Canadian Import Joseph catching Terps' eyes

Kris Joseph has only been in the United States for a few months, but it hasn't taken him long to make a name for himself. The junior import from Montreal, Quebec, arrived in the nation's capital this fall with his sights set on proving himself against some of the world's toughest high-school competition, and that's precisely what he's done.


Joseph, a 6-foot-6, 215-pound small forward at Archbishop Carroll (D.C.) High School, is averaging 16 points per game an attracting college recruiters from across the country. He recently received verbal scholarship offers from Georgetown and Clemson, and he may be close to receiving one from Maryland.

Arizona State and head coach Herb Sendek, who was recruiting Joseph last year while Sendek was at N.C. State and Joseph was in Canada, remains in hot pursuit. And Gonzaga has been onto him for some time now.

The versatile 17-year-old is a classic small forward prospect. He bounces up off the floor very quickly, has good speed and excellent ball-handling skills for his size, and he rebounds well in traffic. Assistant coaches from Maryland and Syracuse were in attendance Friday night as Joseph scored 19 points and grabbed 16 rebounds in a loss to Gonzaga Prep.

Joseph, whose brother, Maurice, plays basketball for Michigan State, led Quebec to a Silver finish in the Canada games two years ago. He'd grown from 5-10 to 6-6 in a three-year span and was dominating his competition, so he decided it was time to head south in search of brawnier challenges.

"I wanted to play in the U.S. for a long time. I had a lot of opportunities, but it just never worked out," Joseph explained.

Through a chance coincidence that involved his brother's personal trainer having a friendship with Carroll's athletic director, he wound up at the D.C. private school, which has produced players such as Lawrence Moten and John Thompson and plays in the ultra-competitive Washington Catholic Athletic Conference.

"The city's not that much different, so I'm not having that much time adjusting. We have metro transportation [in Quebec] just like here, and most of the food is the same," said Joseph, whose family originally hails from Trinidad and Tobago. "From a basketball point of view, in Montreal there aren't many other 6-7, 215 pound players. Here, everybody's as good as you."

That hasn't truly been the case, though, as Joseph has been dominant at times. But perhaps his biggest area for improvement would be in the consistency department; he doesn't appear to be going full-force 100 percent of the time. He was invisible in the first-half against Gonzaga, scoring two points, and then took over at the start of the second half, scoring nine points in less than two minutes to carry his team back into the game.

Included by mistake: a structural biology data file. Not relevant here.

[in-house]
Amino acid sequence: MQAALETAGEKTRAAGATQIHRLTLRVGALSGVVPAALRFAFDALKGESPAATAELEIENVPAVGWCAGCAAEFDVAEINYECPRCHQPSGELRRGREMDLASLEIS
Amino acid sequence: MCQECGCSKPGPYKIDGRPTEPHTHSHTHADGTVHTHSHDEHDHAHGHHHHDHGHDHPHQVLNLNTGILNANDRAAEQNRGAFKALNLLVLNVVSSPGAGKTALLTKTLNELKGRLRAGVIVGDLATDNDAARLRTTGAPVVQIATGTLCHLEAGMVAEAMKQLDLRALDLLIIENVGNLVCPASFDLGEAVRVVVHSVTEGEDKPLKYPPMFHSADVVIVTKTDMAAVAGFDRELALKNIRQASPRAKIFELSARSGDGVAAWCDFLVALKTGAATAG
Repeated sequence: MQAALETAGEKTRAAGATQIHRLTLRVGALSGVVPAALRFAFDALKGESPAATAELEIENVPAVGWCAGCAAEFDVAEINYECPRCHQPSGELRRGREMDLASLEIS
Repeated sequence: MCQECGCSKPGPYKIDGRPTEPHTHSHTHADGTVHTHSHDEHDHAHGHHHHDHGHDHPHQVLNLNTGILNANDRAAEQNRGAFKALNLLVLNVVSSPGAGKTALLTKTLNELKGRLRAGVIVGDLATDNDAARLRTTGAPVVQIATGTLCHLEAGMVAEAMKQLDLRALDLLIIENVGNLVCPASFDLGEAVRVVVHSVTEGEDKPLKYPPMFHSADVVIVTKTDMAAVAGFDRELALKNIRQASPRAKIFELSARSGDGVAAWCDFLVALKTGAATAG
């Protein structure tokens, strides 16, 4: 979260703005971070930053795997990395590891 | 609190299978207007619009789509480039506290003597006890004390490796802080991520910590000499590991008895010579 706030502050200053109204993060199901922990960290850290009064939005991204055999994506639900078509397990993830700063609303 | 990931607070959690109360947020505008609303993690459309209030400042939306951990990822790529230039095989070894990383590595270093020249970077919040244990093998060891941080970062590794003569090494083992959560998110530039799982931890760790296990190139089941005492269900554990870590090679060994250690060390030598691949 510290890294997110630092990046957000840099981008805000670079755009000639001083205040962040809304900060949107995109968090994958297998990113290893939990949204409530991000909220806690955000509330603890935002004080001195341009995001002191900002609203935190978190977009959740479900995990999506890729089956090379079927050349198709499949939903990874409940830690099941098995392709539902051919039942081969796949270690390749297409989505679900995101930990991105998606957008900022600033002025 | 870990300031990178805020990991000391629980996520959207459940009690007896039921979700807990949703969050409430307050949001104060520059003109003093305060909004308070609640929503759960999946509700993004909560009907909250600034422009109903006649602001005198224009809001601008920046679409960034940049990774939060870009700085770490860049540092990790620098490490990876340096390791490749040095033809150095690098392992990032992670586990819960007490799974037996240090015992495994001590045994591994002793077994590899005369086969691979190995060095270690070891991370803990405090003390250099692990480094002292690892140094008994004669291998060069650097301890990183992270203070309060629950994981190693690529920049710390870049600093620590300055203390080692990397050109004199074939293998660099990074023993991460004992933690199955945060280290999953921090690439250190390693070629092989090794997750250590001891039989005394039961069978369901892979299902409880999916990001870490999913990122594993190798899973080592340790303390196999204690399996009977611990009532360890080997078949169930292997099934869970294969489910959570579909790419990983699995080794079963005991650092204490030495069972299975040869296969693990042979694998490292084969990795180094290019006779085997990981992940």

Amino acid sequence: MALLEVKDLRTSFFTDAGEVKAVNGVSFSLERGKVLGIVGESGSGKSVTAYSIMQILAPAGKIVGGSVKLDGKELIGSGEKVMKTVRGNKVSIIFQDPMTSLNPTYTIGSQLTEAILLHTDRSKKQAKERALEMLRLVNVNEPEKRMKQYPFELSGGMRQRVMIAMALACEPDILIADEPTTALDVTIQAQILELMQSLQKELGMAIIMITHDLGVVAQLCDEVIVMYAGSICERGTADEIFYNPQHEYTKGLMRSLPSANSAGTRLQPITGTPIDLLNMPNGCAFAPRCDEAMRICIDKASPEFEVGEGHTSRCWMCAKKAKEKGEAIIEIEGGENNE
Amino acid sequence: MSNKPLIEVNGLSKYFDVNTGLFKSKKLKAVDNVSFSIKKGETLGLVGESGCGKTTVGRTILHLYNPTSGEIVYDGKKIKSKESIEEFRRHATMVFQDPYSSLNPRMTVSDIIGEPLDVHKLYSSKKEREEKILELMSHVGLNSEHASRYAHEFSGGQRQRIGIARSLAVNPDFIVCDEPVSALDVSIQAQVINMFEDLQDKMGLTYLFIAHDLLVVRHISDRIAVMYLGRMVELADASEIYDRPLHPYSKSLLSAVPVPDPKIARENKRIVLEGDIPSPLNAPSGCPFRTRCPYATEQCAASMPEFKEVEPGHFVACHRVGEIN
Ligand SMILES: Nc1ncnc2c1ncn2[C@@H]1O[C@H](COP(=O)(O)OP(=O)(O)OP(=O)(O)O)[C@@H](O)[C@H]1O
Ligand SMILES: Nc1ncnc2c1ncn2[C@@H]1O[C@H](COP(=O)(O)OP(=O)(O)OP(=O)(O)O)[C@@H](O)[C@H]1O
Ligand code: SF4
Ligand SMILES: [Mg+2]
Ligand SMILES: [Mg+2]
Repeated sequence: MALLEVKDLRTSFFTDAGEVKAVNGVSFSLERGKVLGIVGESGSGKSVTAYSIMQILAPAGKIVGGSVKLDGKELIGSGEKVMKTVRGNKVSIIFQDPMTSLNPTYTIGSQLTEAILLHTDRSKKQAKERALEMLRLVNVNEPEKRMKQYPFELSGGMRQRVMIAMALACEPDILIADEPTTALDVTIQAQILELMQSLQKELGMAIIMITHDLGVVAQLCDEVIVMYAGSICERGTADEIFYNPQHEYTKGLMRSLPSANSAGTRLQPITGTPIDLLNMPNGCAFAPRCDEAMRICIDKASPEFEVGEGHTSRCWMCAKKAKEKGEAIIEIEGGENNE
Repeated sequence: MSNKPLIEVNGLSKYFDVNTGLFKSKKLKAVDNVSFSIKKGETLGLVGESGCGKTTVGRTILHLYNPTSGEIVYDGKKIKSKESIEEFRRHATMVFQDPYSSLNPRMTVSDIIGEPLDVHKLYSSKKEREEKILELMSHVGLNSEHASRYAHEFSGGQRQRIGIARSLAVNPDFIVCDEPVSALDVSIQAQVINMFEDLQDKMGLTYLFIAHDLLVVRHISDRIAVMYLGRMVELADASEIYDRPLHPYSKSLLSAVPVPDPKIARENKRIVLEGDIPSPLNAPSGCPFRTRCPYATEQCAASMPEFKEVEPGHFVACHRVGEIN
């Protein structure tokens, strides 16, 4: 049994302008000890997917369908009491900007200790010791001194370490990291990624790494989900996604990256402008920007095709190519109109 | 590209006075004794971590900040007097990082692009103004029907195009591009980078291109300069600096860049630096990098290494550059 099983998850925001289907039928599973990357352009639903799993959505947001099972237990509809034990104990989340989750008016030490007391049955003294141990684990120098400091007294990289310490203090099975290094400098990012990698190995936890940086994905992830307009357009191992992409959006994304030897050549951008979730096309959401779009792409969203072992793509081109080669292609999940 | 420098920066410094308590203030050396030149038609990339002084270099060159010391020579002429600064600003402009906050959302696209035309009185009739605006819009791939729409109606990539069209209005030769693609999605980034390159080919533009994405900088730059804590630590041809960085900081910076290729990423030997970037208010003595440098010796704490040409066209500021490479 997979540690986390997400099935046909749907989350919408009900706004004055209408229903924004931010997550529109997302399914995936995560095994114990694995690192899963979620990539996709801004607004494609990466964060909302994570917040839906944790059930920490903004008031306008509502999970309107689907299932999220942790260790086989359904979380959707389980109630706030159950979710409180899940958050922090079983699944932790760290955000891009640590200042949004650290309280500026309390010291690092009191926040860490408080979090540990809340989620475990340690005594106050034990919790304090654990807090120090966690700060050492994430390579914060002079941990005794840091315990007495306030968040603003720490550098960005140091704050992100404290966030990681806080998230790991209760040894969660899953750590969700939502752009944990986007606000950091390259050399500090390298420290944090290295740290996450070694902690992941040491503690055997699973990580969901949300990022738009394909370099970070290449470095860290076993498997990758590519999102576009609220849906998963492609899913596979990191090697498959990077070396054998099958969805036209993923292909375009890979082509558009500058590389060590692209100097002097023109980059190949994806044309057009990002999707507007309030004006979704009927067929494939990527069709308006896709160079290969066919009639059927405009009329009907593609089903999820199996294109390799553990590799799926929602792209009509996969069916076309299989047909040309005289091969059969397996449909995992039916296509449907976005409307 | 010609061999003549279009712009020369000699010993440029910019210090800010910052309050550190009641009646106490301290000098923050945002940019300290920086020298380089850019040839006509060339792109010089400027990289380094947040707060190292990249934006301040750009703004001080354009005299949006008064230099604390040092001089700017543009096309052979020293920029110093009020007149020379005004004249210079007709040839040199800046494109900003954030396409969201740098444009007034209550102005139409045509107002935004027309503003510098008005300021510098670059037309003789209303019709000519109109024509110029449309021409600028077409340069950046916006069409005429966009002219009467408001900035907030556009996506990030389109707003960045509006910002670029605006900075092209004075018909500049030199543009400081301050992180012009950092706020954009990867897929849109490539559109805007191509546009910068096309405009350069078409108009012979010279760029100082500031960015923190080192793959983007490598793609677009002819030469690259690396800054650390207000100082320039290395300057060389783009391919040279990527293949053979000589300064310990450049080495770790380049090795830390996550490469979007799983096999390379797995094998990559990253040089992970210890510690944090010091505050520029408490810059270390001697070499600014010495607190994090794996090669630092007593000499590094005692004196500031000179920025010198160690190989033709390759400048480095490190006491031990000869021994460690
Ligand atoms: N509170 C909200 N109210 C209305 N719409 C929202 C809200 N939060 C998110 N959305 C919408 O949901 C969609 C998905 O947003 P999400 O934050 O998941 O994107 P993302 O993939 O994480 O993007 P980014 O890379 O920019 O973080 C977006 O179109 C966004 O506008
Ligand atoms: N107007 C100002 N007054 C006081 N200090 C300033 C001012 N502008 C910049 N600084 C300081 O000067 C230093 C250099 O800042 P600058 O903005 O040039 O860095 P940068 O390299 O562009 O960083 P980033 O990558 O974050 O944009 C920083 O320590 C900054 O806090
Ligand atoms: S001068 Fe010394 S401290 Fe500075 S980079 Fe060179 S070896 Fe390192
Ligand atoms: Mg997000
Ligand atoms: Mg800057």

"I want to work on my consistency, my perimeter jumpshot, my quickness and strength," said Joseph, who has a lean build and could stand to add another 15 pounds of before he heads to college in the fall of 2008.

It's a bit difficult to get a perfect read on Joseph, who, as a child, learned to play by shooting balls into trashcans with friends until the neighborhood park finally put up a hoop. He's the tallest player on an undersized Carroll team, one that must content with WCAC big men such as DeMatha's Chris Braswell (Georgetown) and Jerai Grant (Clemson), St, Mary's Ryken's John Flowers (West Virginia), Paul VI's Vlad Moldoveanu (George Mason), and Bishop O'Connell's Frank Ben-Eze (offer from Maryland).

That has limited his ability to create scoring chances for himself, as he's been playing with his back to the basket for the first time in his life. But he's taking it in stride.

"I play wherever my coach tells me to play," he said.

As for his college decision, Joseph is hoping to have it out of the way before the start of his senior year.

"I'm really looking forward to the process being over," he said,

He recently attended a Georgetown game and likes the Hoyas very much. He went to the Terps' game against Siena earlier this season, too, and has good things to say about the program.

"I like Maryland's program. They have a good team and a good system. I like the way they play," said Joseph, who believes the Terps may be close to offering a scholarship.

He's also visiting George Mason this weekend and is hoping to receive interest from Michigan State so that he can play with his brother ("It would be just like old times") but the Spartans might be overbooked at his position.

As for Maryland, the staff will have to determine their course of action in terms of doling the relatively small number of scholarships available for the next few years between a very strong crop of young local talents who TerpsSportsReport.com has featured and on which we will continue to focus.

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